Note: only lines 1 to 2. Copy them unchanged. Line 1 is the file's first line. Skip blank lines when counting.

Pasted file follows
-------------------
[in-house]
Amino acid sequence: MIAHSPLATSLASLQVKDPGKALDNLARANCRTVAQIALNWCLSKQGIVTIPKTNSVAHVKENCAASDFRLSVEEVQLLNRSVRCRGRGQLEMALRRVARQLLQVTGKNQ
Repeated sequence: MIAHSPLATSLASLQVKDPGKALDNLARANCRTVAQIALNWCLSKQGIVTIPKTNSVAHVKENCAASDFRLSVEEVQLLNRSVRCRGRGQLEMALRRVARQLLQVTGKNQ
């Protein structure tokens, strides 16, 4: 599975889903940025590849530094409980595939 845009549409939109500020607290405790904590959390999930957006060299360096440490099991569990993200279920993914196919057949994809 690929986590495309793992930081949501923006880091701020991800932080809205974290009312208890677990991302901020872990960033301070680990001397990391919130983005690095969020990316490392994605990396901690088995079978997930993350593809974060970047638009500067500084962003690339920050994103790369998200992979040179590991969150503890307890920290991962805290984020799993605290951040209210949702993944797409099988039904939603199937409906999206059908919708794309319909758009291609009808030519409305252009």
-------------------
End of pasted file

[in-house]
Amino acid sequence: MIAHSPLATSLASLQVKDPGKALDNLARANCRTVAQIALNWCLSKQGIVTIPKTNSVAHVKENCAASDFRLSVEEVQLLNRSVRCRGRGQLEMALRRVARQLLQVTGKNQ